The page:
Article Abstract

Radiobiological characterization of the very high dose rate and dose per pulse electron beams produced by an IORT (intra operative radiation therapy) dedicated linac

Authors: Paola Scampoli, Carmela Carpentieri, Marco Giannelli, Vera Magaddino, Lorenzo Manti, Carmen Moriello, Maria Antonietta Piliero, Sergio Righi, Fabio Di Martino

Abstract

Background: Intra operative radiation therapy (IORT) is a cancer treatment modality combining surgery and radiation therapy that permits the delivery of a large single dose of radiation at the time of the tumour resection. During the last years, IORT has become a widespread technique in clinical routine. This was possible thanks to the recent development of small dedicated, and hence very flexible, electron accelerators suitable for a surgical operation environment. However, the electron beams produced by these dedicated linacs are different with respect to those produced by linacs used in conventional radiation therapy in terms of dose rate (dose delivered/time of irradiation), dose per pulse (dose delivered per emitted beam pulse) and energy spectrum. In particular the very high dose rate and dose per pulse (i.e., respectively about 20 and 100 times greater than those of conventional radiation therapy) pose some radiobiological questions that have not yet been fully investigated. The aim of this work was to evaluate the relative biological effectiveness (RBE) of the IORT beams through the experimental construction of dose-response curves for cell survival.
Methods: Since breast cancer represents the elective malignancy for treatment by IORT, clonogenic survival was assayed in the MCF-7 cell line from breast tissue malignant adenocarcinoma as a function of dose for different dose rates (5, 25 and 75 Gy/min) and doses per pulse (4.2 and 7.4 cGy/pulse). Irradiations were performed at the IORT accelerator Novac7 (Hitesys SpA, Italy) delivering electrons at the nominal energy of 7 MeV. For comparison, irradiations were also carried out with a conventional radiotherapy accelerator (ClinacR DHX, Varian), providing a 6 MeV pulsed electron beam and 6 MV X-rays (dose rate and dose-per-pulse 2 Gy/min and 0.1 cGy/pulse respectively) as reference irradiations.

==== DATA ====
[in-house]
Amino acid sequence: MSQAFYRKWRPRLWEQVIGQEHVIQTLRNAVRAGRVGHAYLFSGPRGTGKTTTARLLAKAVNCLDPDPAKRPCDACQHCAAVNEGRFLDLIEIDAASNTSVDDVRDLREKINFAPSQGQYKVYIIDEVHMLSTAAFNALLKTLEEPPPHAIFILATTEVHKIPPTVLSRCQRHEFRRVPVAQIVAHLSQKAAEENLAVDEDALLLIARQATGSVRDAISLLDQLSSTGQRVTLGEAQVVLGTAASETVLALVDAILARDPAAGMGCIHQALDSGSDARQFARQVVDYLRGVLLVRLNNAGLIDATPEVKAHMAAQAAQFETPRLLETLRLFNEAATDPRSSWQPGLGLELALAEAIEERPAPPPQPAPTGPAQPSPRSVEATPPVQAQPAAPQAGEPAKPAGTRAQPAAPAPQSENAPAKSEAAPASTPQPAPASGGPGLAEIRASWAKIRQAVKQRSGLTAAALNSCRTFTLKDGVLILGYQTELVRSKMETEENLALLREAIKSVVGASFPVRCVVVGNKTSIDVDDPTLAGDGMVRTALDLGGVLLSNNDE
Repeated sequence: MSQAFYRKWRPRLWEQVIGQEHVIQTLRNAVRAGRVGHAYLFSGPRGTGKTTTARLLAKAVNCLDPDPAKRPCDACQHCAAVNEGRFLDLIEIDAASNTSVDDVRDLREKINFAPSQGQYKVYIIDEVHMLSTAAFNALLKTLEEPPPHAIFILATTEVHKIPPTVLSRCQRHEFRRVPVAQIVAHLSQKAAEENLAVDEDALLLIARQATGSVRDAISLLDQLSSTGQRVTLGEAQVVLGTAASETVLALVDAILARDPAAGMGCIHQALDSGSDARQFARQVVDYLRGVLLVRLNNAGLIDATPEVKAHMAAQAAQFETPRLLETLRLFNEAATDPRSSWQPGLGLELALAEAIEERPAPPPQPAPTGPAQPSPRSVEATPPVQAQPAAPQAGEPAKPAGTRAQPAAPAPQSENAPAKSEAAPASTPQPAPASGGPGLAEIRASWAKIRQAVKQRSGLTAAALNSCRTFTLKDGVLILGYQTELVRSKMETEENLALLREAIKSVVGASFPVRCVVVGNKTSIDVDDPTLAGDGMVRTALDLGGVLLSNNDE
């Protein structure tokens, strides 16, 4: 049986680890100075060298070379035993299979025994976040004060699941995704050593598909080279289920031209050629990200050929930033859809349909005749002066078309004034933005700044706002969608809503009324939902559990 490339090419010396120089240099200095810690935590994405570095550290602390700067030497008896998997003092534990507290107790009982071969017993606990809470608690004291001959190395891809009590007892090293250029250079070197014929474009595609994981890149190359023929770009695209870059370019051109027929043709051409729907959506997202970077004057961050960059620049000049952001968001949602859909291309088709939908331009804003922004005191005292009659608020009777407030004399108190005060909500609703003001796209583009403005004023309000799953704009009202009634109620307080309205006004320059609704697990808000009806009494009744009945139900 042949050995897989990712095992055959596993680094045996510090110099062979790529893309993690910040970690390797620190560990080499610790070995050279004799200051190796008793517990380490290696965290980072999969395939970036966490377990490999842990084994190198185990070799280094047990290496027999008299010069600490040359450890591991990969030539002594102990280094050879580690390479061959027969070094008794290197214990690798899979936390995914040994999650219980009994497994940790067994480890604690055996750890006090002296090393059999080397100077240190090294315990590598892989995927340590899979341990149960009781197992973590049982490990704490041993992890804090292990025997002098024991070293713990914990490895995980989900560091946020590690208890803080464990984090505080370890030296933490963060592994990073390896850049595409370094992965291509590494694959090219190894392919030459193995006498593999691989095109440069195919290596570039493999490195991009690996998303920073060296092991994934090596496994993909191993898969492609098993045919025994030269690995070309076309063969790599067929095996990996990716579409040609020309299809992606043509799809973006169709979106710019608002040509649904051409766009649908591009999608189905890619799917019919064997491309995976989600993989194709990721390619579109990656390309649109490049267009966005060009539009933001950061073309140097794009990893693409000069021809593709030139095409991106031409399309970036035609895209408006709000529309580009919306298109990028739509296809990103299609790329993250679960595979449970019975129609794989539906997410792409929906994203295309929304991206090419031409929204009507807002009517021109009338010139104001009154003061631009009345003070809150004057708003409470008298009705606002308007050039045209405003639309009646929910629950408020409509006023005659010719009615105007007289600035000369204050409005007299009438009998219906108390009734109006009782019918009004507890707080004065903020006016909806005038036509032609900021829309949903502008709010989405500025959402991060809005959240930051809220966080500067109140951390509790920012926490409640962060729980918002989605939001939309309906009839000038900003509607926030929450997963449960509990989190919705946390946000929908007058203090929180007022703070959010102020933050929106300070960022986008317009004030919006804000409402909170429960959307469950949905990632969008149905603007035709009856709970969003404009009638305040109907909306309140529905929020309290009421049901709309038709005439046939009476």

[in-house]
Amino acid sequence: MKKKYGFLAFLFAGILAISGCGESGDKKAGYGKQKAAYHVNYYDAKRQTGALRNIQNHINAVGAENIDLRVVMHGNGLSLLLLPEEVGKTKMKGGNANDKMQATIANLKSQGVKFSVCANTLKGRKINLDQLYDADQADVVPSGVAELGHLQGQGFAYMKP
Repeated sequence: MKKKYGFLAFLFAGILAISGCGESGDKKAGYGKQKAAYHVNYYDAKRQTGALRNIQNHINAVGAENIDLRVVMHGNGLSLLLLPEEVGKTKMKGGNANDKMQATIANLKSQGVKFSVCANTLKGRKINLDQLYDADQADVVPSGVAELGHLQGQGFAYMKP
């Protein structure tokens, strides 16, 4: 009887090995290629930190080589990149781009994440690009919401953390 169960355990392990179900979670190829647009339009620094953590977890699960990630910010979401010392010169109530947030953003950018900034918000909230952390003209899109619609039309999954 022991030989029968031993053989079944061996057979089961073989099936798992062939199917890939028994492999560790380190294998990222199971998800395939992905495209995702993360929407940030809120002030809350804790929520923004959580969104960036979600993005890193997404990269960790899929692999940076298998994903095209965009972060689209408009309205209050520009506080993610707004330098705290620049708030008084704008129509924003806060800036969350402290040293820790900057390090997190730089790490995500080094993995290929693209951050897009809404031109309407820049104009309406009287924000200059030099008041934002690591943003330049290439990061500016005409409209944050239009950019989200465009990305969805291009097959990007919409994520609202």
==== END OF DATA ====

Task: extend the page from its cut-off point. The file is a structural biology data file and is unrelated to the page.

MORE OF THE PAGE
Results: The IORT beam effectiveness was found almost the same with varying dose rate (5, 25 and 75 Gy/min) and dose per pulse (4.2 and 7.4 cGy/pulse). No significant difference was also found between IORT and conventional electron beams, while 6 MV X-rays (beam used in the conventional treatment of breast cancer) proved to be more effective.
Conclusions: Data show that cell killing effectiveness of the electron beams from the IORT accelerator does not differ significantly from that of an electron beam used in conventional radiotherapy. This suggests that changes in the dose rate and dose per pulse, up to the values of 75 Gy/min and 7.4 cGy/pulse, do not affect the radiobiological characteristics of the beam. In the light of our results, new experimental data are needed to better compare the RBE of a IORT breast cancer treatment (5–9 MeV electron beams, 21 Gy at the 90% isodose level in single fraction) and the RBE of a conventional breast cancer treatment (6 MV X-rays, 2 Gy per fraction, 30 fractions).